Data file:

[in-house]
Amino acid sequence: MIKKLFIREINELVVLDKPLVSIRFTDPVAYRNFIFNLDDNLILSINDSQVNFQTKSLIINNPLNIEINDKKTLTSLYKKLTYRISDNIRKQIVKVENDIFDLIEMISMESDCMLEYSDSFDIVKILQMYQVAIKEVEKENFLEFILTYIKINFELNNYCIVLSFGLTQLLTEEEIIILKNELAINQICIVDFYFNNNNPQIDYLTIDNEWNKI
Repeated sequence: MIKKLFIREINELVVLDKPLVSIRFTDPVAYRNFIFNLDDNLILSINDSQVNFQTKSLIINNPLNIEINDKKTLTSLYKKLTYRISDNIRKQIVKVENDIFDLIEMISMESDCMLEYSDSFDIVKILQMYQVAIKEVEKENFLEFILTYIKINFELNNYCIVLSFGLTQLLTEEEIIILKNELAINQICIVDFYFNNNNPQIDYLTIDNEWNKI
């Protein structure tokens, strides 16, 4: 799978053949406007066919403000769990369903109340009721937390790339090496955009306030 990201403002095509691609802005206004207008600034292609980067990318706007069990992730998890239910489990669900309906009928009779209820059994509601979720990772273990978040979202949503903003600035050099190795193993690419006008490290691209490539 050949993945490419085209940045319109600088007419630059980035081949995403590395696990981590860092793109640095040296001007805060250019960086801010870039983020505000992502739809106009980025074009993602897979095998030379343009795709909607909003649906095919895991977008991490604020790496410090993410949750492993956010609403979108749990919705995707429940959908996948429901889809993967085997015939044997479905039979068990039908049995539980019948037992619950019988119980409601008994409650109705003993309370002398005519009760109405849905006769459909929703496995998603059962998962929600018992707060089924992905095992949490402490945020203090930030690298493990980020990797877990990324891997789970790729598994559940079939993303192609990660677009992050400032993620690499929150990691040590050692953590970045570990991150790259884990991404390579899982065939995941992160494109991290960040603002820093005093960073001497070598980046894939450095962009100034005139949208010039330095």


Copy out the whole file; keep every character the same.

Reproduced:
[in-house]
Amino acid sequence: MIKKLFIREINELVVLDKPLVSIRFTDPVAYRNFIFNLDDNLILSINDSQVNFQTKSLIINNPLNIEINDKKTLTSLYKKLTYRISDNIRKQIVKVENDIFDLIEMISMESDCMLEYSDSFDIVKILQMYQVAIKEVEKENFLEFILTYIKINFELNNYCIVLSFGLTQLLTEEEIIILKNELAINQICIVDFYFNNNNPQIDYLTIDNEWNKI
Repeated sequence: MIKKLFIREINELVVLDKPLVSIRFTDPVAYRNFIFNLDDNLILSINDSQVNFQTKSLIINNPLNIEINDKKTLTSLYKKLTYRISDNIRKQIVKVENDIFDLIEMISMESDCMLEYSDSFDIVKILQMYQVAIKEVEKENFLEFILTYIKINFELNNYCIVLSFGLTQLLTEEEIIILKNELAINQICIVDFYFNNNNPQIDYLTIDNEWNKI
């Protein structure tokens, strides 16, 4: 799978053949406007066919403000769990369903109340009721937390790339090496955009306030 990201403002095509691609802005206004207008600034292609980067990318706007069990992730998890239910489990669900309906009928009779209820059994509601979720990772273990978040979202949503903003600035050099190795193993690419006008490290691209490539 050949993945490419085209940045319109600088007419630059980035081949995403590395696990981590860092793109640095040296001007805060250019960086801010870039983020505000992502739809106009980025074009993602897979095998030379343009795709909607909003649906095919895991977008991490604020790496410090993410949750492993956010609403979108749990919705995707429940959908996948429901889809993967085997015939044997479905039979068990039908049995539980019948037992619950019988119980409601008994409650109705003993309370002398005519009760109405849905006769459909929703496995998603059962998962929600018992707060089924992905095992949490402490945020203090930030690298493990980020990797877990990324891997789970790729598994559940079939993303192609990660677009992050400032993620690499929150990691040590050692953590970045570990991150790259884990991404390579899982065939995941992160494109991290960040603002820093005093960073001497070598980046894939450095962009100034005139949208010039330095």